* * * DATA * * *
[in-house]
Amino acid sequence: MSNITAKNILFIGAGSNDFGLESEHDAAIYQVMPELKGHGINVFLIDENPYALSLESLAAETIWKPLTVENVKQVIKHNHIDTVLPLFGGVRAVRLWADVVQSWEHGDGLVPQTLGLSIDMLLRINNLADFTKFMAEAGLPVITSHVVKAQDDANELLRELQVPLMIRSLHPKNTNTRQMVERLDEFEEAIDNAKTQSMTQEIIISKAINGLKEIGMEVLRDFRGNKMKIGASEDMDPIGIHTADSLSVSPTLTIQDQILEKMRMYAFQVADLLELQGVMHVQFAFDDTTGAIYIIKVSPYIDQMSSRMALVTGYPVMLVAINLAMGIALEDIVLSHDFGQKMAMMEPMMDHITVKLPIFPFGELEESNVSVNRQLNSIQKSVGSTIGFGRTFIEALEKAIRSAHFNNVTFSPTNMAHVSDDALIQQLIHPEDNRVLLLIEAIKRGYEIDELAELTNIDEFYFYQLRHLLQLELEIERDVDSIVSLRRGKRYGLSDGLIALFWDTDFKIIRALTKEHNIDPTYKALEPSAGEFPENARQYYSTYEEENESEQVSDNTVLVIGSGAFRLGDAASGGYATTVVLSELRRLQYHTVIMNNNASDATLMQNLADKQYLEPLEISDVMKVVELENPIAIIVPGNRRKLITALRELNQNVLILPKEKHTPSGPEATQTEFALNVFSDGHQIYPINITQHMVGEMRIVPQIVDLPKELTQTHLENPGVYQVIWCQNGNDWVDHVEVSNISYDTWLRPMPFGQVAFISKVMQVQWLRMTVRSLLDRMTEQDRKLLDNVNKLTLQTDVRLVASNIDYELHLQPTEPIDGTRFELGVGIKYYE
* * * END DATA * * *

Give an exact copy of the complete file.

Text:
[in-house]
Amino acid sequence: MSNITAKNILFIGAGSNDFGLESEHDAAIYQVMPELKGHGINVFLIDENPYALSLESLAAETIWKPLTVENVKQVIKHNHIDTVLPLFGGVRAVRLWADVVQSWEHGDGLVPQTLGLSIDMLLRINNLADFTKFMAEAGLPVITSHVVKAQDDANELLRELQVPLMIRSLHPKNTNTRQMVERLDEFEEAIDNAKTQSMTQEIIISKAINGLKEIGMEVLRDFRGNKMKIGASEDMDPIGIHTADSLSVSPTLTIQDQILEKMRMYAFQVADLLELQGVMHVQFAFDDTTGAIYIIKVSPYIDQMSSRMALVTGYPVMLVAINLAMGIALEDIVLSHDFGQKMAMMEPMMDHITVKLPIFPFGELEESNVSVNRQLNSIQKSVGSTIGFGRTFIEALEKAIRSAHFNNVTFSPTNMAHVSDDALIQQLIHPEDNRVLLLIEAIKRGYEIDELAELTNIDEFYFYQLRHLLQLELEIERDVDSIVSLRRGKRYGLSDGLIALFWDTDFKIIRALTKEHNIDPTYKALEPSAGEFPENARQYYSTYEEENESEQVSDNTVLVIGSGAFRLGDAASGGYATTVVLSELRRLQYHTVIMNNNASDATLMQNLADKQYLEPLEISDVMKVVELENPIAIIVPGNRRKLITALRELNQNVLILPKEKHTPSGPEATQTEFALNVFSDGHQIYPINITQHMVGEMRIVPQIVDLPKELTQTHLENPGVYQVIWCQNGNDWVDHVEVSNISYDTWLRPMPFGQVAFISKVMQVQWLRMTVRSLLDRMTEQDRKLLDNVNKLTLQTDVRLVASNIDYELHLQPTEPIDGTRFELGVGIKYYE